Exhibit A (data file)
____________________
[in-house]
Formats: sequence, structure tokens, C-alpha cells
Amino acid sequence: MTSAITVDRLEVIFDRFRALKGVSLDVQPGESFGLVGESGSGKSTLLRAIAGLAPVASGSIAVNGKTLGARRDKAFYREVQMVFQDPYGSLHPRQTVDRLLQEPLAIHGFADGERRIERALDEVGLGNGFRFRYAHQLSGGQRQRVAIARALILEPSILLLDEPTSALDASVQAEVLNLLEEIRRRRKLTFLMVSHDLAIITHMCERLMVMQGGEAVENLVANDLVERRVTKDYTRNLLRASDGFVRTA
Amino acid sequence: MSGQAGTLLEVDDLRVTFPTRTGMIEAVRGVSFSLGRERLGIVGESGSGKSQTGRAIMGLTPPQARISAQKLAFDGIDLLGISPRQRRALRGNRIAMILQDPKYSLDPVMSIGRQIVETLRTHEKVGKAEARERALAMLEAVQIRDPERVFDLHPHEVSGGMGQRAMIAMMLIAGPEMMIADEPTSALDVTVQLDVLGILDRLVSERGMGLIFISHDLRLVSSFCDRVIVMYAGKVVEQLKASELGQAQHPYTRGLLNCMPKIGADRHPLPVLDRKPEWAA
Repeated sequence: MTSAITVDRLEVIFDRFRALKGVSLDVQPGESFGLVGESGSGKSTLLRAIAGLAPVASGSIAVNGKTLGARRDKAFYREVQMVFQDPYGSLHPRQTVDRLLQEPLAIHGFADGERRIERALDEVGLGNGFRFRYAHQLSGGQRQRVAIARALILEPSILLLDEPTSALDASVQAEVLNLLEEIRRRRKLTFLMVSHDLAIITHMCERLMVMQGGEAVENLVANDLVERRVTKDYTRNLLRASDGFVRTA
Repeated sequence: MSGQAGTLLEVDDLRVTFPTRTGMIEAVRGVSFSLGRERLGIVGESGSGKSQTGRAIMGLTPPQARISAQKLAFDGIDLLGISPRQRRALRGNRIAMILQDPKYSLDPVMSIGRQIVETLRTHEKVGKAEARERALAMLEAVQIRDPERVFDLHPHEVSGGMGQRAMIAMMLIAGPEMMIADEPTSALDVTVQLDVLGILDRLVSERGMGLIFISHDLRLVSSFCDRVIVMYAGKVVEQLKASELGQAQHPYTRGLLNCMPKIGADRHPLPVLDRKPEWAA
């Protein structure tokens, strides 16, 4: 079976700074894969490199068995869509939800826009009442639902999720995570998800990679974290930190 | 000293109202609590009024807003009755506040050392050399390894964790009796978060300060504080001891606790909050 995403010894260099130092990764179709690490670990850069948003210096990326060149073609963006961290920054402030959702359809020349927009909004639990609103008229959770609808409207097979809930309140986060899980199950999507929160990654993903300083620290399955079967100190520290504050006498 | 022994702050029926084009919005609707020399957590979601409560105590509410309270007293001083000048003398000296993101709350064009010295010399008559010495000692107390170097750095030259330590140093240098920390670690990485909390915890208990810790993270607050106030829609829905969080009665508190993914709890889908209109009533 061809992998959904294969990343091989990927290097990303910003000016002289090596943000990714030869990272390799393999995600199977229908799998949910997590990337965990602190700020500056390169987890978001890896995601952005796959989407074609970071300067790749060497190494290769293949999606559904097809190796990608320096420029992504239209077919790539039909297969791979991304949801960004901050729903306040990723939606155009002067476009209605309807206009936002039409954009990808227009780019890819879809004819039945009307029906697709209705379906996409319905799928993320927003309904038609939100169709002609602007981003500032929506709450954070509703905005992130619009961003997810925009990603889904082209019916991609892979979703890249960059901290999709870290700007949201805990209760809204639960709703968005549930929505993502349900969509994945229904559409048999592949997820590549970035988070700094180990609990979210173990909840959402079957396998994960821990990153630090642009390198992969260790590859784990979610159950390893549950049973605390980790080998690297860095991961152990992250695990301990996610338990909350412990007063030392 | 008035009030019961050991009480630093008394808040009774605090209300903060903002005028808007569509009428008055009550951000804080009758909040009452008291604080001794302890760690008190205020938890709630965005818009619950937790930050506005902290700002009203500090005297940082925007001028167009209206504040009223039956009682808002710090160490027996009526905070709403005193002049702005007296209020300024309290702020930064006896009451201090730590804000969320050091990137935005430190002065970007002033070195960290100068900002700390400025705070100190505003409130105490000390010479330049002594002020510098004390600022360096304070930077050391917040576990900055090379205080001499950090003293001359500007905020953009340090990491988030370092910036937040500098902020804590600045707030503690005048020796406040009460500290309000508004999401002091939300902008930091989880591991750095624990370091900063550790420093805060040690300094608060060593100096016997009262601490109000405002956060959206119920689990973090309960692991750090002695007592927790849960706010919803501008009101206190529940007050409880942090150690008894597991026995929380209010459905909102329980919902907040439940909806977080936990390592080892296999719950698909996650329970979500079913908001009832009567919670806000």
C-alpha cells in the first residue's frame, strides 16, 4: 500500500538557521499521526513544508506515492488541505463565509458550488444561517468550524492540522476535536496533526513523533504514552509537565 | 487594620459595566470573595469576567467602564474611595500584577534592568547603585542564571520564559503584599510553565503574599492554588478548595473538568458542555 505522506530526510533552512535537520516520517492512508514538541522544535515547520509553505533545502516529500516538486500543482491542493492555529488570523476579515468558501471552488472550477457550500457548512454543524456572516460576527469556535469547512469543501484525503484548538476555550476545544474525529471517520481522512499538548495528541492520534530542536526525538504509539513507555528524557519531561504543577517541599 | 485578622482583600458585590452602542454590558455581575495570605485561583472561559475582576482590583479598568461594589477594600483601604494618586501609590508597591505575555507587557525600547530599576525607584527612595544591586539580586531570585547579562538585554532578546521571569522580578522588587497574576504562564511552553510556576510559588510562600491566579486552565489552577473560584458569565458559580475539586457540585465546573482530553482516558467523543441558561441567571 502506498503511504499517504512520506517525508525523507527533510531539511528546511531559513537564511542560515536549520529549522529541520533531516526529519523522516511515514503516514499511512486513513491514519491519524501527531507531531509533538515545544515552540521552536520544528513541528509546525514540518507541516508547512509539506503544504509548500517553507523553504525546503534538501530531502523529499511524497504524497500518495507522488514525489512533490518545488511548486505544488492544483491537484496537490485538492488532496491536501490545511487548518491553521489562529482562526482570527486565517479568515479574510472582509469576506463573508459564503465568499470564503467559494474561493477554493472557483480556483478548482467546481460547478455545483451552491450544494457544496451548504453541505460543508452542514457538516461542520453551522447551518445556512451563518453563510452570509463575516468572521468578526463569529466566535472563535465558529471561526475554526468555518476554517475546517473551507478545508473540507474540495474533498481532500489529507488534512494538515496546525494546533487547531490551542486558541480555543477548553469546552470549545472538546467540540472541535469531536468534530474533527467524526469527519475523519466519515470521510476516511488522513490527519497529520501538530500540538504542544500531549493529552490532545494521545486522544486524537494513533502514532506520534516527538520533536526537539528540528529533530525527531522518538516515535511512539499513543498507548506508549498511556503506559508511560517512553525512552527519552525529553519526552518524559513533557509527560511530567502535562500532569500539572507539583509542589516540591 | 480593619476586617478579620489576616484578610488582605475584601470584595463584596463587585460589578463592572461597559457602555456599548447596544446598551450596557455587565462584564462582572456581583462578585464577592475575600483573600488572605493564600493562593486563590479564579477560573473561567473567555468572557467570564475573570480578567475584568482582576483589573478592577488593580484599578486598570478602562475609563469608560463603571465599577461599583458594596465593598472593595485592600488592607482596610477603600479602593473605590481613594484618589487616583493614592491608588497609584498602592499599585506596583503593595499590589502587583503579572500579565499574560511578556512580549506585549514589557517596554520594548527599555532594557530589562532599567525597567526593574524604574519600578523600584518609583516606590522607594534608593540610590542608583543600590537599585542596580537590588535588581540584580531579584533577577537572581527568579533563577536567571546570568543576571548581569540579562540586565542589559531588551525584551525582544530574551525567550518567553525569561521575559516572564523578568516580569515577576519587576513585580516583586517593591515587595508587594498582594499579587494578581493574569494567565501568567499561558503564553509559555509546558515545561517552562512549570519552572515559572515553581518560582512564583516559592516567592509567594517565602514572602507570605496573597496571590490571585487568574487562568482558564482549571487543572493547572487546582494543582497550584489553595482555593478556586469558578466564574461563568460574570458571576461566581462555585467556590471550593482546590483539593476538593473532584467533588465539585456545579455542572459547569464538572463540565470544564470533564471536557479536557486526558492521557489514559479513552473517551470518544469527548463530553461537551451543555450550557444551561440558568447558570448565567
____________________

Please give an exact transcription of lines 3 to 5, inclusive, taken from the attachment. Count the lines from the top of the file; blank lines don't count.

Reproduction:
Amino acid sequence: MTSAITVDRLEVIFDRFRALKGVSLDVQPGESFGLVGESGSGKSTLLRAIAGLAPVASGSIAVNGKTLGARRDKAFYREVQMVFQDPYGSLHPRQTVDRLLQEPLAIHGFADGERRIERALDEVGLGNGFRFRYAHQLSGGQRQRVAIARALILEPSILLLDEPTSALDASVQAEVLNLLEEIRRRRKLTFLMVSHDLAIITHMCERLMVMQGGEAVENLVANDLVERRVTKDYTRNLLRASDGFVRTA
Amino acid sequence: MSGQAGTLLEVDDLRVTFPTRTGMIEAVRGVSFSLGRERLGIVGESGSGKSQTGRAIMGLTPPQARISAQKLAFDGIDLLGISPRQRRALRGNRIAMILQDPKYSLDPVMSIGRQIVETLRTHEKVGKAEARERALAMLEAVQIRDPERVFDLHPHEVSGGMGQRAMIAMMLIAGPEMMIADEPTSALDVTVQLDVLGILDRLVSERGMGLIFISHDLRLVSSFCDRVIVMYAGKVVEQLKASELGQAQHPYTRGLLNCMPKIGADRHPLPVLDRKPEWAA
Repeated sequence: MTSAITVDRLEVIFDRFRALKGVSLDVQPGESFGLVGESGSGKSTLLRAIAGLAPVASGSIAVNGKTLGARRDKAFYREVQMVFQDPYGSLHPRQTVDRLLQEPLAIHGFADGERRIERALDEVGLGNGFRFRYAHQLSGGQRQRVAIARALILEPSILLLDEPTSALDASVQAEVLNLLEEIRRRRKLTFLMVSHDLAIITHMCERLMVMQGGEAVENLVANDLVERRVTKDYTRNLLRASDGFVRTA